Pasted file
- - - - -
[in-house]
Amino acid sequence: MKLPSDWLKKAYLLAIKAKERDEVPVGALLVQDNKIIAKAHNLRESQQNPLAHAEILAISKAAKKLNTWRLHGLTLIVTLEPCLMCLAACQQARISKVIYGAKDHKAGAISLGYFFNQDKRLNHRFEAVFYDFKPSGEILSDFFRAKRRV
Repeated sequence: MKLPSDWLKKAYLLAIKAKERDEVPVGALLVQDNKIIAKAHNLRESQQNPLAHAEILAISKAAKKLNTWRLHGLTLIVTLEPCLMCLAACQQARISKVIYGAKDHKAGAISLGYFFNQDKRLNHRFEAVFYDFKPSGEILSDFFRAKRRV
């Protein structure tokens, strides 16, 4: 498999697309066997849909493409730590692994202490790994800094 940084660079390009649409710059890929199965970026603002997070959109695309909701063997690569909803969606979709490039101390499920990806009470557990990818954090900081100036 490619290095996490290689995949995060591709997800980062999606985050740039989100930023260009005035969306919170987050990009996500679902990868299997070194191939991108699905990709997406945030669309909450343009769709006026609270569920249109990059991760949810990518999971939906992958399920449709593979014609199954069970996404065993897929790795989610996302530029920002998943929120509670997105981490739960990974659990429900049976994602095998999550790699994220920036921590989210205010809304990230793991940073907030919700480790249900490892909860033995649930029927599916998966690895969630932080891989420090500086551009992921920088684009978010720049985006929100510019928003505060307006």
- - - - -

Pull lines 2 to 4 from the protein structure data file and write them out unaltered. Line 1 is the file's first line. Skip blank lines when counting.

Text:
Amino acid sequence: MKLPSDWLKKAYLLAIKAKERDEVPVGALLVQDNKIIAKAHNLRESQQNPLAHAEILAISKAAKKLNTWRLHGLTLIVTLEPCLMCLAACQQARISKVIYGAKDHKAGAISLGYFFNQDKRLNHRFEAVFYDFKPSGEILSDFFRAKRRV
Repeated sequence: MKLPSDWLKKAYLLAIKAKERDEVPVGALLVQDNKIIAKAHNLRESQQNPLAHAEILAISKAAKKLNTWRLHGLTLIVTLEPCLMCLAACQQARISKVIYGAKDHKAGAISLGYFFNQDKRLNHRFEAVFYDFKPSGEILSDFFRAKRRV
């Protein structure tokens, strides 16, 4: 498999697309066997849909493409730590692994202490790994800094 940084660079390009649409710059890929199965970026603002997070959109695309909701063997690569909803969606979709490039101390499920990806009470557990990818954090900081100036 490619290095996490290689995949995060591709997800980062999606985050740039989100930023260009005035969306919170987050990009996500679902990868299997070194191939991108699905990709997406945030669309909450343009769709006026609270569920249109990059991760949810990518999971939906992958399920449709593979014609199954069970996404065993897929790795989610996302530029920002998943929120509670997105981490739960990974659990429900049976994602095998999550790699994220920036921590989210205010809304990230793991940073907030919700480790249900490892909860033995649930029927599916998966690895969630932080891989420090500086551009992921920088684009978010720049985006929100510019928003505060307006």